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I am correct about this, aren't I?

(29 Posts)
countryandchickens Fri 17-Jul-15 09:42:46

Having accepted a teaching position, even "only" verbally, one cannot then give backword?

I am positive I am right but am just double checking.

MrsUltracrepidarian Fri 17-Jul-15 14:45:02

I know people who have - because they have had a better offer. Since the refs have already been taken, it has worked out fine.
I also know schools that have pulled out after a verbal offer.

BrianButterfield Fri 17-Jul-15 14:47:17

I know people who have - in one case I know, they were on a year contract at a school and got a permanent position at another school. Head of first school decides they want teacher permanently and "arranges" with second school for offer to be rescinded. Not sure how happy second school was though!

countryandchickens Fri 17-Jul-15 15:26:57

Cripes - that's difficult then sad

I was under the impression that you absolutely could not pull out once you had accepted the offer!

FurtherSupport Fri 17-Jul-15 15:43:48

It happened to us once and the head now insists all offers are accepted in writing.

Even if you can't, what is a school going to do about it? You don't want someone working for you who would prefer to be elsewhere.

Scarydinosaurs Fri 17-Jul-15 15:46:37

It's not cricket, but it happens!

ltk Fri 17-Jul-15 15:49:47

Why can't you pull out? Schools send out a formal offer letter after the interview, and until you sign it you are a free agent.

countryandchickens Fri 17-Jul-15 16:07:05

Im sure I've read differently, ltk - confused now!

BrianButterfield Fri 17-Jul-15 16:19:38

You can't pull out - as in your name will be mud in the area if you do. But the market's a bit different to how it used to be so I think things are changing. And of course saying "you can't" is not saying "it's not possible". It is possible but it's Not Done.

countryandchickens Fri 17-Jul-15 16:21:19

Ah, thanks Brian - row with DH over this!

fredabear Fri 17-Jul-15 16:22:10

As Brian says, its not impossible, but its not the done thing - head talk to each other! However, I think that was much more the case when LAs were more powerful, now its each school/academy for itself

DoesItReallyMatter Fri 17-Jul-15 16:30:12

If you have a valid reason why not just speak to the head - they may well understand and not tarnish your name for evermore.
If it's a proper reason - salary, conure etc then I'meoukdnt be surprised if he was understanding

countryandchickens Fri 17-Jul-15 16:33:09

I don't want to withdraw, worry not - but DH was in an annoying 'well if you are nervous, you CAN pull out' and I kept explaining that no, I could not!

lougle Fri 17-Jul-15 16:57:20

I think there is a big risk in doing this because head teachers often know each other well and they will hear of the situation, which can make it hard to get further employment.

Murdermysteryreader Fri 17-Jul-15 17:02:22

You can pull out and people do.

MrsUltracrepidarian Fri 17-Jul-15 17:39:56

The world has definitely changed.
I came to teaching late after another career and was astounded at the way teaching recruiting is conducted - all the cards held by the school who could blacklist you if you did not comply - given the unionised situation even stranger.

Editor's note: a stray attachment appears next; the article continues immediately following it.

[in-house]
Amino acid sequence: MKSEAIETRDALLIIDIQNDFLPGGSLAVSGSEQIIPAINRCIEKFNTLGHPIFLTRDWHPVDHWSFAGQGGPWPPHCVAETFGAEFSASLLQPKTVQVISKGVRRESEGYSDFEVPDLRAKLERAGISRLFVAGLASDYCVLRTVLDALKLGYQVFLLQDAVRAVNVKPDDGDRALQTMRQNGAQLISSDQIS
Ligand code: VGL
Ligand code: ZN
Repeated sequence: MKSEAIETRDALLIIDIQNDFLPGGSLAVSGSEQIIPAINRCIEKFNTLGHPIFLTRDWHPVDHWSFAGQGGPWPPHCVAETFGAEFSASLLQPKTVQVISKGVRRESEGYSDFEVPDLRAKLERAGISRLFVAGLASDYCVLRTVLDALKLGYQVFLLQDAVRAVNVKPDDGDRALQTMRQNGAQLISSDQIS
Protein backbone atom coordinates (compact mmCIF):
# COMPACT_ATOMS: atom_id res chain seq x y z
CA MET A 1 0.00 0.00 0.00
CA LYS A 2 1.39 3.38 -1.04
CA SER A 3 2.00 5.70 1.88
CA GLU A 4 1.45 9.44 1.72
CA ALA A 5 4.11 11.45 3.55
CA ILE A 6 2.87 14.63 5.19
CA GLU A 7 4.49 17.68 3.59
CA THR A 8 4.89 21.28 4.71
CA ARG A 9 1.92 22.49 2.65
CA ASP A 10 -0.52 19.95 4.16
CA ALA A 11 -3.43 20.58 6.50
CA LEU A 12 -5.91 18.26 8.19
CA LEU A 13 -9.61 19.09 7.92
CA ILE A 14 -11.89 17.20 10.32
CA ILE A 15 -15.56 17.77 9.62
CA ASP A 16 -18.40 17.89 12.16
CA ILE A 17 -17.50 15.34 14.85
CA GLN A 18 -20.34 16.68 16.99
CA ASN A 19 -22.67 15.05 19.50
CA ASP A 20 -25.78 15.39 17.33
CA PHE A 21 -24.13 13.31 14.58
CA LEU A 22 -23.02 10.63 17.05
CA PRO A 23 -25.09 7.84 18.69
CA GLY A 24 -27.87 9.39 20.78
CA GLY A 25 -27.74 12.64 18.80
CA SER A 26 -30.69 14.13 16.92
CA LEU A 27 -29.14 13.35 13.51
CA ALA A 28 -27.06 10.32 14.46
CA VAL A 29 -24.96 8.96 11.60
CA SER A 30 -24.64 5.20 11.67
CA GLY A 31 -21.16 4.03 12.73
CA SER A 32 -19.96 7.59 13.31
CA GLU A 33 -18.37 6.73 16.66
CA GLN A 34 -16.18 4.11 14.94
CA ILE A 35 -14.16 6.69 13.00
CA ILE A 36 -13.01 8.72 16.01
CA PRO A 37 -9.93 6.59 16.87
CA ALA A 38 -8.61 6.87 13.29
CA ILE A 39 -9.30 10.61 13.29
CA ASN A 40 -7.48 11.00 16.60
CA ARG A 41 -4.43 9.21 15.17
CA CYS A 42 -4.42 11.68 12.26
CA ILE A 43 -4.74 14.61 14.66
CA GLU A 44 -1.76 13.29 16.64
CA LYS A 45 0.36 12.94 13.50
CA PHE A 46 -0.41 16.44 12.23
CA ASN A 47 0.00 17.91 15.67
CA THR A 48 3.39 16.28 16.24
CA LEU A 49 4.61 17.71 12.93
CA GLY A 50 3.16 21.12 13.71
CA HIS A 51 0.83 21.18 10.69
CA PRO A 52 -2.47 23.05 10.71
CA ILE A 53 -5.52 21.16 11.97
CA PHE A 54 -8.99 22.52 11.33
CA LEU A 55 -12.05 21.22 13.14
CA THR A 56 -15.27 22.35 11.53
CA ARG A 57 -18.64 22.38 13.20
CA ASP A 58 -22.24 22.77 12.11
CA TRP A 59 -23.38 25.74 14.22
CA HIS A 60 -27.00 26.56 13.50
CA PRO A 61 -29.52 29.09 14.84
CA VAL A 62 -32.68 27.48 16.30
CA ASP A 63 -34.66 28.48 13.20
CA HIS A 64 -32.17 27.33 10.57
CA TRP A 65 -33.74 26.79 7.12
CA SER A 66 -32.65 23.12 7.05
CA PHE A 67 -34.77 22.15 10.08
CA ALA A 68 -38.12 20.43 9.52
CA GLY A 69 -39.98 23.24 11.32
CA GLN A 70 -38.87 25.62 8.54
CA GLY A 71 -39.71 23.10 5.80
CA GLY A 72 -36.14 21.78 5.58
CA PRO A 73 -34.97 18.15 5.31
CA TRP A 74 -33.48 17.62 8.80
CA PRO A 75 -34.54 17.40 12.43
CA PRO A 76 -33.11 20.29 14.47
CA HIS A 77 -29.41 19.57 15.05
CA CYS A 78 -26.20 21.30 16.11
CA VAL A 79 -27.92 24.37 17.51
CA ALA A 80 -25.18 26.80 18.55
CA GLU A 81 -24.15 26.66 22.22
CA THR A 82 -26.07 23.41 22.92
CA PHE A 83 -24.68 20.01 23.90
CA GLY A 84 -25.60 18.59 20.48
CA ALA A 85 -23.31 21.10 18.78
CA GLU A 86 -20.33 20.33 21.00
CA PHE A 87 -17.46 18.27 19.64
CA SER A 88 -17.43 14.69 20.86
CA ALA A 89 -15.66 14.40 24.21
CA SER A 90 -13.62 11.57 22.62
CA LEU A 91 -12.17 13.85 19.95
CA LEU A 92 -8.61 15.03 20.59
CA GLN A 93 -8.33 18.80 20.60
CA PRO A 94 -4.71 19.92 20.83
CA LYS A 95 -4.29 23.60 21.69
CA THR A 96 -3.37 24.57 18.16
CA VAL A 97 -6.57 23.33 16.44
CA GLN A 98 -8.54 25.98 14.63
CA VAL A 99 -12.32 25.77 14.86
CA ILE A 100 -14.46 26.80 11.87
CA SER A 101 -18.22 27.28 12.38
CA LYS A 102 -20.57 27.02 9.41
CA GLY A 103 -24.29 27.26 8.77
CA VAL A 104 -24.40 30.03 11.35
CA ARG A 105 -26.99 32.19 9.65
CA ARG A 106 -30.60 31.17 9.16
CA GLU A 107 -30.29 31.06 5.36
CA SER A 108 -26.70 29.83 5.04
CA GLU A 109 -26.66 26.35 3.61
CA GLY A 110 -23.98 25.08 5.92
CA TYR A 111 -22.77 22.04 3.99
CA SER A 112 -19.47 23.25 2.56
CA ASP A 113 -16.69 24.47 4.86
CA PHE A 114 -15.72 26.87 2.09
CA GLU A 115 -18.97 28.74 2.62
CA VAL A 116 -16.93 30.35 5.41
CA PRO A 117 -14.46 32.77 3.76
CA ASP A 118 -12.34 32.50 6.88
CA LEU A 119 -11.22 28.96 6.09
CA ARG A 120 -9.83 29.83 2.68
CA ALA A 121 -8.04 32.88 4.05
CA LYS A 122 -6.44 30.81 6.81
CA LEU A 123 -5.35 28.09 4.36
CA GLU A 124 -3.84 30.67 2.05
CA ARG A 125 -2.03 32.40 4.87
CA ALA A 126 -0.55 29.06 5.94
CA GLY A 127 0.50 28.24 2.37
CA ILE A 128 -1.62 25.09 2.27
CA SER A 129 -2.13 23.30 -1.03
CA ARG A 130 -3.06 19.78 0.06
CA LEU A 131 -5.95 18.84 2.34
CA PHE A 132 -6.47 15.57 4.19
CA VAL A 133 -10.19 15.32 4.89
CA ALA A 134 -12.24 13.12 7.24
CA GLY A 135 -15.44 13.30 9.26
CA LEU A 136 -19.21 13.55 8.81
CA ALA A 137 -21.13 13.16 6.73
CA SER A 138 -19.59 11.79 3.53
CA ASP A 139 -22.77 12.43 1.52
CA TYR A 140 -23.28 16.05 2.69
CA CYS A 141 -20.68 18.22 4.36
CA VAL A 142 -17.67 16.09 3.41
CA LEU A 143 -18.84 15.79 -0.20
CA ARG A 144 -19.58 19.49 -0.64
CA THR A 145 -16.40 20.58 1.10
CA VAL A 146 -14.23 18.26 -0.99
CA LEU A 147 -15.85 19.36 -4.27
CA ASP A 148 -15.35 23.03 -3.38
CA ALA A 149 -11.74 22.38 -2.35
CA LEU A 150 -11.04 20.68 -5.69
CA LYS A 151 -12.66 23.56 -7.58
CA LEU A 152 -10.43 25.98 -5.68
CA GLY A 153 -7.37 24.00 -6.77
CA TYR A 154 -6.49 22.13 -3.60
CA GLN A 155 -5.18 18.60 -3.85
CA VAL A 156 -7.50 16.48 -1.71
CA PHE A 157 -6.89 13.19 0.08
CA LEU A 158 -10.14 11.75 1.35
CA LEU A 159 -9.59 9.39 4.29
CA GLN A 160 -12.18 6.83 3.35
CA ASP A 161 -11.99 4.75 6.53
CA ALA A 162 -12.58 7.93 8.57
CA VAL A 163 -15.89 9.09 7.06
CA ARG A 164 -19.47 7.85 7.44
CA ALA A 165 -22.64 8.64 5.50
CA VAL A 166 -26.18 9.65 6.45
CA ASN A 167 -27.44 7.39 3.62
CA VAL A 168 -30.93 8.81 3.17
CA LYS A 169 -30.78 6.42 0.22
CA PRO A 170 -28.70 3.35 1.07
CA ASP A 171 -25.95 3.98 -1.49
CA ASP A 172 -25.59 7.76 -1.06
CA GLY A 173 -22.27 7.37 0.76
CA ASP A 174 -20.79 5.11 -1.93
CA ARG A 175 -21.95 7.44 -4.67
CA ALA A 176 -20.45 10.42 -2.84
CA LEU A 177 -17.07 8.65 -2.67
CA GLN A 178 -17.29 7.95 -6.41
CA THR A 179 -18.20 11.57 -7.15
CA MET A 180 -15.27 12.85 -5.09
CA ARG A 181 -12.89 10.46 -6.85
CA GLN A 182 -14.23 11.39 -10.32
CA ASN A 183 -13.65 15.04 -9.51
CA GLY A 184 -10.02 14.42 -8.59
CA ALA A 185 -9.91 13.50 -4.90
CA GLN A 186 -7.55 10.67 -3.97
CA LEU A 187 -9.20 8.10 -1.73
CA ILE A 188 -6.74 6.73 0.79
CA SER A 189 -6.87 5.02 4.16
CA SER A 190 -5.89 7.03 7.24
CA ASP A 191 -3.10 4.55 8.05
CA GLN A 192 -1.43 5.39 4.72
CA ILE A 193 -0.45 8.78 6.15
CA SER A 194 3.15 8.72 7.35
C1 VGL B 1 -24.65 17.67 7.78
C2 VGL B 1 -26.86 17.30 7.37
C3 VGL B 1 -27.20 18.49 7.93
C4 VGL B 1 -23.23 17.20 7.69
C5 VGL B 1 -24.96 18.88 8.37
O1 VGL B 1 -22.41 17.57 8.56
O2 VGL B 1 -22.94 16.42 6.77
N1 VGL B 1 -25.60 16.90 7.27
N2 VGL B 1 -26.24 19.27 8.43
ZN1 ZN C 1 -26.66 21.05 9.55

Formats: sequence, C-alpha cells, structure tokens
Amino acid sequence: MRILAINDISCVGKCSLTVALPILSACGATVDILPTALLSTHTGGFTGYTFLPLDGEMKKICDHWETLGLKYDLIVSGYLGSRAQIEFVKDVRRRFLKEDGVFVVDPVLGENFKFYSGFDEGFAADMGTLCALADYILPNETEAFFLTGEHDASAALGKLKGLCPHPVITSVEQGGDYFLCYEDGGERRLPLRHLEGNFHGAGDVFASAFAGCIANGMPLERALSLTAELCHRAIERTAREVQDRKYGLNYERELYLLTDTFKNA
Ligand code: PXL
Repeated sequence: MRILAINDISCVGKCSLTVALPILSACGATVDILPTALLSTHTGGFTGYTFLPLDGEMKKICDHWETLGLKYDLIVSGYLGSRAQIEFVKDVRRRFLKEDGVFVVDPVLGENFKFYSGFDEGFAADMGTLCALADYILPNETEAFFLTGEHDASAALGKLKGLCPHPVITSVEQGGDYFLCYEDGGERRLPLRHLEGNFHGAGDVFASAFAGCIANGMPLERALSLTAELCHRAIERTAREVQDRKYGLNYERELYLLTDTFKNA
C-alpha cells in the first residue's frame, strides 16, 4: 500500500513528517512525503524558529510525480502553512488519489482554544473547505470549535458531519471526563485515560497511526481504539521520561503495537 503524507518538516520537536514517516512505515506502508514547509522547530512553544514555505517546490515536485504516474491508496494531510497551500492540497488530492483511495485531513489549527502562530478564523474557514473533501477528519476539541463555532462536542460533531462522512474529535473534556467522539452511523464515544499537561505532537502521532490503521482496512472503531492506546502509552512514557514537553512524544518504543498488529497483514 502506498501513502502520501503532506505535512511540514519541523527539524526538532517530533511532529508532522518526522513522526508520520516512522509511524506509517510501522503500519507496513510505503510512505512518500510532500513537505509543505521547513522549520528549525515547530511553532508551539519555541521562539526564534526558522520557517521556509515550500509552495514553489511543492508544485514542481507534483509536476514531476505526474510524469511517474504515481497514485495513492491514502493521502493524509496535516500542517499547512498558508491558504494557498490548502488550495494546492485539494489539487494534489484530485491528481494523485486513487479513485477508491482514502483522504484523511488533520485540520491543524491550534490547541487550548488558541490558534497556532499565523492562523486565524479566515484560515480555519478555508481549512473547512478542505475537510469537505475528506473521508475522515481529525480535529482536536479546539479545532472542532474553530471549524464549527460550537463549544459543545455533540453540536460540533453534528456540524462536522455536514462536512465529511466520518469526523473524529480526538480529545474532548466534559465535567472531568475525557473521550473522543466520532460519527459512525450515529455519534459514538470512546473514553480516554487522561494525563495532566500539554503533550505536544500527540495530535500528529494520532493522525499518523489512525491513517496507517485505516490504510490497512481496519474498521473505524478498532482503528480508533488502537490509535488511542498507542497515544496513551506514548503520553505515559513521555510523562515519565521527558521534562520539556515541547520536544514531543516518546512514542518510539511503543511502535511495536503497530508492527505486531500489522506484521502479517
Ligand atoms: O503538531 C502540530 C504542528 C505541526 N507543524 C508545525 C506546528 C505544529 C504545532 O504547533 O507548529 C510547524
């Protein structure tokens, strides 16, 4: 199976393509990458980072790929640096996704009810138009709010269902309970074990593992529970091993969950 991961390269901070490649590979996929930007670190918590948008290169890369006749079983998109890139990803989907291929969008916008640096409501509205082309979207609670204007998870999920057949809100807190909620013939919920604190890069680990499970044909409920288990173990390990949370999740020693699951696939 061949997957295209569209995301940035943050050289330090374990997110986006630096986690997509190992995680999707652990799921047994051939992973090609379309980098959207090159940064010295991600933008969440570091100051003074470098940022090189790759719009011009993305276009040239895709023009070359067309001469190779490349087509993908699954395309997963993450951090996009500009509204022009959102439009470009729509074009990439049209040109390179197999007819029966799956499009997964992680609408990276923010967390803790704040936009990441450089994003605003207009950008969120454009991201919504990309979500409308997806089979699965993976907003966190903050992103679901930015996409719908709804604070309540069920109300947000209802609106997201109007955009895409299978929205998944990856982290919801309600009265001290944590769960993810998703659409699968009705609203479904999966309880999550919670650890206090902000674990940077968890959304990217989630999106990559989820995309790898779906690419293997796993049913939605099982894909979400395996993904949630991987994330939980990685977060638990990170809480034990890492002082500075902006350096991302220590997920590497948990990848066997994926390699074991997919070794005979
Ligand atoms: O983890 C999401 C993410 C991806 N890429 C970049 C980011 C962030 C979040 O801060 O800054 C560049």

But you do not have to play the game.
When you are offered the post, tell (not ask!) you need time to think/consult family.
And if you have an interview next day for another school - tell them.
If you are open and honest - all is fine.
If they tell you- 'no you gotta decide right now or never' politely decline - YOU are in charge of your career. Don't be bullied.

FuzzyWizard Fri 17-Jul-15 18:17:17

It is most definitely not the done thing in teaching and is viewed negatively by most people. You technically can do it but as PPs have said word can quickly get around to Headteachers about those sorts of things.

BrianButterfield Fri 17-Jul-15 18:33:20

I have however known people - recently - not get jobs because they tried to negociate on pay etc. I think the idea is that it's all in the advert, don't come along trying to play hardball.

Fullrumpus Sun 19-Jul-15 12:16:39

Once you accept a verbal offer you have entered a legally binding contract. If you withdraw from that stage onwards you risk being sued for breach of contract. It does happen though. If anyone needs to do this their best course of action is to have a timely and honest chat with the headteacher involved and try to negotiate release from the contract.

countryandchickens Sun 19-Jul-15 12:25:07

Do you or anyone else have a link for that by any chance? smile

Happy36 Mon 20-Jul-15 01:48:28

If accepted verbally, you can pull out but it's not very nice. The school you pulled out of could hold it against you (e.g. if head moves to another school and you interview there in future). However until you have signed the contract you are free to pull out.

MrsUltracrepidarian Mon 20-Jul-15 07:48:41

If the school decided to sue (very unlikely) then they would have to defend the charge that you could not reasonably commit to a contract without having seen all the Ts and Cs.
Yes, a vindictive head could possibly bear a grudge, as can anyone in any situation, but to be cowed by that is hardly an adult response.

CamelHump Mon 20-Jul-15 19:04:20

Message withdrawn at poster's request.

countryandchickens Mon 20-Jul-15 22:02:10

My DH is trying very hard to persuade me to do this, and I just want to be able to say 'look, I can't because we might get sued! Now stop moaning!' smile

lougle Mon 20-Jul-15 22:26:47

Look on gov.uk -it tells you there that it is beach of contract.

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